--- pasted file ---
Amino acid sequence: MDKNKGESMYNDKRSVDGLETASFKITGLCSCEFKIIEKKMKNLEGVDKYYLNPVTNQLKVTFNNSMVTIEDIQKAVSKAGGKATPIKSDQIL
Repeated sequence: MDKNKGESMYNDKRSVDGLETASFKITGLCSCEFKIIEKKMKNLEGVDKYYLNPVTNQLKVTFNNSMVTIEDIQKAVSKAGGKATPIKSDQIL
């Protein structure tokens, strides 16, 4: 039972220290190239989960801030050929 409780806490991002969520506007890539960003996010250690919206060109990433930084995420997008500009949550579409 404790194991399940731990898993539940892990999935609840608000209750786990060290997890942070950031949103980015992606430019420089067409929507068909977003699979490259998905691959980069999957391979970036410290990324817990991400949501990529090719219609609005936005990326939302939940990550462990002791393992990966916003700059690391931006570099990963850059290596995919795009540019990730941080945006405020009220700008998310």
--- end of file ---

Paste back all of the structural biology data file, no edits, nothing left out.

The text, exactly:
Amino acid sequence: MDKNKGESMYNDKRSVDGLETASFKITGLCSCEFKIIEKKMKNLEGVDKYYLNPVTNQLKVTFNNSMVTIEDIQKAVSKAGGKATPIKSDQIL
Repeated sequence: MDKNKGESMYNDKRSVDGLETASFKITGLCSCEFKIIEKKMKNLEGVDKYYLNPVTNQLKVTFNNSMVTIEDIQKAVSKAGGKATPIKSDQIL
């Protein structure tokens, strides 16, 4: 039972220290190239989960801030050929 409780806490991002969520506007890539960003996010250690919206060109990433930084995420997008500009949550579409 404790194991399940731990898993539940892990999935609840608000209750786990060290997890942070950031949103980015992606430019420089067409929507068909977003699979490259998905691959980069999957391979970036410290990324817990991400949501990529090719219609609005936005990326939302939940990550462990002791393992990966916003700059690391931006570099990963850059290596995919795009540019990730941080945006405020009220700008998310």